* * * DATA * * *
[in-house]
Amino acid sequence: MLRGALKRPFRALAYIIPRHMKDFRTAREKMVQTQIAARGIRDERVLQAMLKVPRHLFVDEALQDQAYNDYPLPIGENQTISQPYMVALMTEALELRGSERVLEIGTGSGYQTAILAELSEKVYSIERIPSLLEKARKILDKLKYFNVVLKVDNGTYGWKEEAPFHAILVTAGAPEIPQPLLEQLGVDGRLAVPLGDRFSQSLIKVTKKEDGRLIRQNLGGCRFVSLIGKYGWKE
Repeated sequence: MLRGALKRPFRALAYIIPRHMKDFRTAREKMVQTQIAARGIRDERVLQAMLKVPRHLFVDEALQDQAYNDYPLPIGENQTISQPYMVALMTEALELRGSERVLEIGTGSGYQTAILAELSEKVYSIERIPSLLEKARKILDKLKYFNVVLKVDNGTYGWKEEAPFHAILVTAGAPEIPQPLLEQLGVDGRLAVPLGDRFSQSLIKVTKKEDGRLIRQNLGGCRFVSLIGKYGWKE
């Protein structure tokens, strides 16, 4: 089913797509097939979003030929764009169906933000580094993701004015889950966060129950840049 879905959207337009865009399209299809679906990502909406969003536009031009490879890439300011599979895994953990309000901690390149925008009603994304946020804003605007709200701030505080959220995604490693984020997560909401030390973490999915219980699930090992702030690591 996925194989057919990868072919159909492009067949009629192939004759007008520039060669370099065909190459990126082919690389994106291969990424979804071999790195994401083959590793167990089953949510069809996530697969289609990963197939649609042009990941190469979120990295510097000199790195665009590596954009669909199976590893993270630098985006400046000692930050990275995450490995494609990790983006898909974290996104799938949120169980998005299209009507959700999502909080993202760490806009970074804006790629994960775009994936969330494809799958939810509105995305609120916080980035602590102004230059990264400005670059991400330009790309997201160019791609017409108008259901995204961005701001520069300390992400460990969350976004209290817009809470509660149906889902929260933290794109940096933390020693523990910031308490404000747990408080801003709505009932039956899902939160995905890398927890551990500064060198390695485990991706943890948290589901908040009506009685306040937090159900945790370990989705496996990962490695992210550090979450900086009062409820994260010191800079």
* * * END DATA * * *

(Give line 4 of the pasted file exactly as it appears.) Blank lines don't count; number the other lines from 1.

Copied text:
């Protein structure tokens, strides 16, 4: 089913797509097939979003030929764009169906933000580094993701004015889950966060129950840049 879905959207337009865009399209299809679906990502909406969003536009031009490879890439300011599979895994953990309000901690390149925008009603994304946020804003605007709200701030505080959220995604490693984020997560909401030390973490999915219980699930090992702030690591 996925194989057919990868072919159909492009067949009629192939004759007008520039060669370099065909190459990126082919690389994106291969990424979804071999790195994401083959590793167990089953949510069809996530697969289609990963197939649609042009990941190469979120990295510097000199790195665009590596954009669909199976590893993270630098985006400046000692930050990275995450490995494609990790983006898909974290996104799938949120169980998005299209009507959700999502909080993202760490806009970074804006790629994960775009994936969330494809799958939810509105995305609120916080980035602590102004230059990264400005670059991400330009790309997201160019791609017409108008259901995204961005701001520069300390992400460990969350976004209290817009809470509660149906889902929260933290794109940096933390020693523990910031308490404000747990408080801003709505009932039956899902939160995905890398927890551990500064060198390695485990991706943890948290589901908040009506009685306040937090159900945790370990989705496996990962490695992210550090979450900086009062409820994260010191800079």